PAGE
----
Samsung Galaxy S8 Showdown: Exynos 8895 vs. Snapdragon 835, Performance & Battery Life Testedby Matt Humrick on July 28, 2017 8:00 AM EST
- Posted in
- Snapdragon 835
- Exynos 8895
- Galaxy S8
Any discussion about the Galaxy S8’s performance begins with its two SoCs, which have some things in common, but a lot more differentiating the two. At a low level, both are built on the same Samsung 10nm LPE process. But past that, what the chip designers at Qualcomm and Samsung LSI built with that process are at times very different.
In terms of processing elements, the Snapdragon 835 uses four semi-custom Cortex-A73 CPU cores for its big cluster, while the Exynos 8895 employs four of Samsung’s custom M2 cores. Our lower-level tests show almost no overall difference in integer IPC between the two CPU cores, with each microarchitecture showing a small advantage in a few, very specific workloads. The M2 in the E8895 delivers better overall floating-point IPC, but on the whole there is not a big difference in CPU performance between the S835 and E8895, thanks to their similar IPCs and clockspeeds.
Focusing solely on the hardware’s capabilities ignores a vital piece of the puzzle, however. Software plays an important role too, particularly the parameters that control a phone’s CPU scheduling and DVFS systems. OEMs fine tune these parameters to find the right balance between performance, power consumption, and thermal limits. It’s only when running system-level tests such as PCMark, which runs more realistic workloads that use standard Android API calls, where these effects become evident and where we see a noticeable difference in performance between the two S8 models. The S835 S8 performs almost 30% better than the E8895 model overall in PCMark, with a 49% advantage in the Writing test where thread migration between the little and big clusters plays a prominent role. The storage performance of our E8895 S8 sample, which came with Samsung UFS 2.1 NAND, was significantly better than our S835 S8’s Toshiba UFS 2.0 NAND, however.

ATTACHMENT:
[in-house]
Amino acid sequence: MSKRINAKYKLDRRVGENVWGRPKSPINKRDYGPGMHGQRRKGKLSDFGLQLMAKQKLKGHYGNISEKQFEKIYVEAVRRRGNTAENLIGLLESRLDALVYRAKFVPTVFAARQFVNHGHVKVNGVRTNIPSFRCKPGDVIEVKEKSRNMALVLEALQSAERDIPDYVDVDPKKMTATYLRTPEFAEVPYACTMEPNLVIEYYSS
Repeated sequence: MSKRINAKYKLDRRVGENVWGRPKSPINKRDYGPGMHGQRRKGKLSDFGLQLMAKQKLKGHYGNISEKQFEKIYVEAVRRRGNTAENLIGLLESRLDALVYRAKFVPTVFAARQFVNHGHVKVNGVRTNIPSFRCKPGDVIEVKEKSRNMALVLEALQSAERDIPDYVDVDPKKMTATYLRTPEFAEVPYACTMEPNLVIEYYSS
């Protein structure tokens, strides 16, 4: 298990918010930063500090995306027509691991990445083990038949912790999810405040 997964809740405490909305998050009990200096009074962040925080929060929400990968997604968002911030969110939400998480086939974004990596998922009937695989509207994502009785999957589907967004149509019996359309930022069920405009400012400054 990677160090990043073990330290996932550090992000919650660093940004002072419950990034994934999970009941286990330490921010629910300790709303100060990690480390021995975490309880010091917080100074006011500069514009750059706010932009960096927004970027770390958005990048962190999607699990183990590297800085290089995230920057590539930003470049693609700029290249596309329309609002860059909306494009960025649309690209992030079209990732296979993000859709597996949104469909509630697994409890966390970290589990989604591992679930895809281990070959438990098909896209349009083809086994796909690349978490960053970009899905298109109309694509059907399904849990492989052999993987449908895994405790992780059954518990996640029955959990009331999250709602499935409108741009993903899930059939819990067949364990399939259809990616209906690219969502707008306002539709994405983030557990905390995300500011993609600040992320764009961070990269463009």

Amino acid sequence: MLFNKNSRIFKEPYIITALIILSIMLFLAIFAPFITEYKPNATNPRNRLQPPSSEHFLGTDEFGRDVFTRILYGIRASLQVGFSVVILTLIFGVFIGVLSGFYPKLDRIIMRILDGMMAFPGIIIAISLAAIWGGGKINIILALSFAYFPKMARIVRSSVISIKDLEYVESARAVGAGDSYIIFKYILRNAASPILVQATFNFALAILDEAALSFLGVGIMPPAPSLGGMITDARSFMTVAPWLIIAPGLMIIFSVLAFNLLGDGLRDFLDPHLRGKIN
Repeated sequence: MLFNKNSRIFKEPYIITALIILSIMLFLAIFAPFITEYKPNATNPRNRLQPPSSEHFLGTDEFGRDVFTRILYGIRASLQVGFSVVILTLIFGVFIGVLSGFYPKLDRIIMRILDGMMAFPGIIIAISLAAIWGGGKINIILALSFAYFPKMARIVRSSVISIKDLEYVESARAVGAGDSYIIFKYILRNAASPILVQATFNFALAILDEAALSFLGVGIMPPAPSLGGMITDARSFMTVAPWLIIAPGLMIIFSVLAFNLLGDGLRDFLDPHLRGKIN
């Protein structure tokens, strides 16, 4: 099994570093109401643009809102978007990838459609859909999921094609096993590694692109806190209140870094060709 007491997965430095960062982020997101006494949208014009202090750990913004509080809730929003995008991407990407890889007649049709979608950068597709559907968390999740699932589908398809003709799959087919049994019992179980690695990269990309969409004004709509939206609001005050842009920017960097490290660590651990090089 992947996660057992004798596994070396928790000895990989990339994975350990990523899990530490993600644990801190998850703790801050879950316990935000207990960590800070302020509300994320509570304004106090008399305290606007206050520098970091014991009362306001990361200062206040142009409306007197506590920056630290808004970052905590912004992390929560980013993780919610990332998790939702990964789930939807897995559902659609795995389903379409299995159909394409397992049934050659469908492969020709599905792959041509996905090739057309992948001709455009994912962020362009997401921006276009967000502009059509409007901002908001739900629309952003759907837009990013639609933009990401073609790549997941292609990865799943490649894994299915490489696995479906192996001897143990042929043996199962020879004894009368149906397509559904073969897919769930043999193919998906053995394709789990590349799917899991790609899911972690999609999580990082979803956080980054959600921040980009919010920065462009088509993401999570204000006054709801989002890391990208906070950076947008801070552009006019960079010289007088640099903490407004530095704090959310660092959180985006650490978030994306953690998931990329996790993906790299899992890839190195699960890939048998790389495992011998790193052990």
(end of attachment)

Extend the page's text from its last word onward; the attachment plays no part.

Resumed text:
When it comes to running apps, the E8895 S8’s performance is comparable to last year’s flagships, while the S835 S8 is among the fastest currently available. There’s another aspect of performance, though, that’s more difficult to measure: user interface responsiveness and fluidity. This is an area where Galaxy phones have struggled in the past. I only had access to the E8895 S8 for a brief period (all of which was used for testing and collecting data), and I did not have the S835 model at the same time for a side-by-side comparison, so I’ll reserve my subjective opinion about UI performance to the S835 model. Overall I found it to be very fluid. Not quite as smooth as Google’s Pixel, but noticeably better than the Galaxy S7 (S820), which never felt as fast as some of its peers. The S835 S8’s performance perfectly mirrors the smooth and fluid design of its chassis.
Both models deliver excellent graphics performance, although the E8895 model and its 20-core Mali-G71 GPU is a little faster in most workloads. The flipside is that the S835 model’s Adreno 540 offers much better efficiency, prolonging battery life by an extra hour in our GFXBench Manhattan ES 3.1 battery test.
Peak performance is good for bragging rights, but what really matters when playing the most demanding games is sustained performance. Interestingly, both S8 models deliver the same steady-state performance after throttling GPU frequency to stay within their thermal limits. While neither SoC can maintain peak frequency for very long, sustained performance is still excellent, which is important if you want to use the S8 with Samsung's Gear VR system.
Battery life has also improved significantly from the S7 to the S8, even though there’s been no change in battery capacity. This comes thanks in large part to Samsung's 10nm LPE process, which has allowed chip designers to rebalance their designs to curtail power consumption while still offering a modest performance increase. Overall Samsung has definitely improved overall efficiency for this generation, however the S835 model has a clear advantage over the E8895 S8. This is particularly obvious when looking at GPU power consumption.